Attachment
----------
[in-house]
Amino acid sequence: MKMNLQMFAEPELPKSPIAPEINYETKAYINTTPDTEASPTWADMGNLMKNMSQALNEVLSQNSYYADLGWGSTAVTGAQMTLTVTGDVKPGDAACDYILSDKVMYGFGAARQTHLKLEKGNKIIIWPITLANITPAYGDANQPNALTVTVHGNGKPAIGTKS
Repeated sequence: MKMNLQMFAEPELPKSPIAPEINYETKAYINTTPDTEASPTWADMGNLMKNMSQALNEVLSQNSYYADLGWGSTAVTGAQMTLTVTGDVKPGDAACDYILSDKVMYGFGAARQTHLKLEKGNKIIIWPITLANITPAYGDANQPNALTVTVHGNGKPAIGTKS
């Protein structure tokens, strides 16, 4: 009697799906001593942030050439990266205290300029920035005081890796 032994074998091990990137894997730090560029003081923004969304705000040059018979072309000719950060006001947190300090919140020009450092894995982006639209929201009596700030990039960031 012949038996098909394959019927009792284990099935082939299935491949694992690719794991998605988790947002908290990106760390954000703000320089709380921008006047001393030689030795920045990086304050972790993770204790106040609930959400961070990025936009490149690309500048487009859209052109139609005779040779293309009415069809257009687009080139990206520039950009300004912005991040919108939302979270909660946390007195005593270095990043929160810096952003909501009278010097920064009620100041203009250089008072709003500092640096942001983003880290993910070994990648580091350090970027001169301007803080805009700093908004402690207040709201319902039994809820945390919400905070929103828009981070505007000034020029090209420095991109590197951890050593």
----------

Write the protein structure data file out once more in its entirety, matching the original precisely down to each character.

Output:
[in-house]
Amino acid sequence: MKMNLQMFAEPELPKSPIAPEINYETKAYINTTPDTEASPTWADMGNLMKNMSQALNEVLSQNSYYADLGWGSTAVTGAQMTLTVTGDVKPGDAACDYILSDKVMYGFGAARQTHLKLEKGNKIIIWPITLANITPAYGDANQPNALTVTVHGNGKPAIGTKS
Repeated sequence: MKMNLQMFAEPELPKSPIAPEINYETKAYINTTPDTEASPTWADMGNLMKNMSQALNEVLSQNSYYADLGWGSTAVTGAQMTLTVTGDVKPGDAACDYILSDKVMYGFGAARQTHLKLEKGNKIIIWPITLANITPAYGDANQPNALTVTVHGNGKPAIGTKS
């Protein structure tokens, strides 16, 4: 009697799906001593942030050439990266205290300029920035005081890796 032994074998091990990137894997730090560029003081923004969304705000040059018979072309000719950060006001947190300090919140020009450092894995982006639209929201009596700030990039960031 012949038996098909394959019927009792284990099935082939299935491949694992690719794991998605988790947002908290990106760390954000703000320089709380921008006047001393030689030795920045990086304050972790993770204790106040609930959400961070990025936009490149690309500048487009859209052109139609005779040779293309009415069809257009687009080139990206520039950009300004912005991040919108939302979270909660946390007195005593270095990043929160810096952003909501009278010097920064009620100041203009250089008072709003500092640096942001983003880290993910070994990648580091350090970027001169301007803080805009700093908004402690207040709201319902039994809820945390919400905070929103828009981070505007000034020029090209420095991109590197951890050593």